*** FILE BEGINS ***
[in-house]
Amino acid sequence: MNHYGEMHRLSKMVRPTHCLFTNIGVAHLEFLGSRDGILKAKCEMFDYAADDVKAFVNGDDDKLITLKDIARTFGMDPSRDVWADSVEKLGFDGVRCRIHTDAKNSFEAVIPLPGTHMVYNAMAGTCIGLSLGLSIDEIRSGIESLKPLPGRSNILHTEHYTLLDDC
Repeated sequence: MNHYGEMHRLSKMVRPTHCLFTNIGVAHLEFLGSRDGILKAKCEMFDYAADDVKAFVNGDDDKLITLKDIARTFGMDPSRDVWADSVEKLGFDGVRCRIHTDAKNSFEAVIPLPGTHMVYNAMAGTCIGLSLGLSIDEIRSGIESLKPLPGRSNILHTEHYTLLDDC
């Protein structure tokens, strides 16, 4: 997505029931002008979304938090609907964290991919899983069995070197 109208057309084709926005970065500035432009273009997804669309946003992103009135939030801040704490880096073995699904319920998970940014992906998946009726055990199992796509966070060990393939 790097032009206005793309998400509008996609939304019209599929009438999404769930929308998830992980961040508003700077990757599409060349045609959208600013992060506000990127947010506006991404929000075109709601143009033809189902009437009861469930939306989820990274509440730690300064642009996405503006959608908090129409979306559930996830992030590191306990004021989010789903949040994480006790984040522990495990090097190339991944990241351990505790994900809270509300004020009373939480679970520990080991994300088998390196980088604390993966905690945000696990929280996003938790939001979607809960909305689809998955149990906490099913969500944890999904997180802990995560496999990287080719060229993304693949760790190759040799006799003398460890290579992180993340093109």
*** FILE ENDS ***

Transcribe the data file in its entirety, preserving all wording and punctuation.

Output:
[in-house]
Amino acid sequence: MNHYGEMHRLSKMVRPTHCLFTNIGVAHLEFLGSRDGILKAKCEMFDYAADDVKAFVNGDDDKLITLKDIARTFGMDPSRDVWADSVEKLGFDGVRCRIHTDAKNSFEAVIPLPGTHMVYNAMAGTCIGLSLGLSIDEIRSGIESLKPLPGRSNILHTEHYTLLDDC
Repeated sequence: MNHYGEMHRLSKMVRPTHCLFTNIGVAHLEFLGSRDGILKAKCEMFDYAADDVKAFVNGDDDKLITLKDIARTFGMDPSRDVWADSVEKLGFDGVRCRIHTDAKNSFEAVIPLPGTHMVYNAMAGTCIGLSLGLSIDEIRSGIESLKPLPGRSNILHTEHYTLLDDC
């Protein structure tokens, strides 16, 4: 997505029931002008979304938090609907964290991919899983069995070197 109208057309084709926005970065500035432009273009997804669309946003992103009135939030801040704490880096073995699904319920998970940014992906998946009726055990199992796509966070060990393939 790097032009206005793309998400509008996609939304019209599929009438999404769930929308998830992980961040508003700077990757599409060349045609959208600013992060506000990127947010506006991404929000075109709601143009033809189902009437009861469930939306989820990274509440730690300064642009996405503006959608908090129409979306559930996830992030590191306990004021989010789903949040994480006790984040522990495990090097190339991944990241351990505790994900809270509300004020009373939480679970520990080991994300088998390196980088604390993966905690945000696990929280996003938790939001979607809960909305689809998955149990906490099913969500944890999904997180802990995560496999990287080719060229993304693949760790190759040799006799003398460890290579992180993340093109």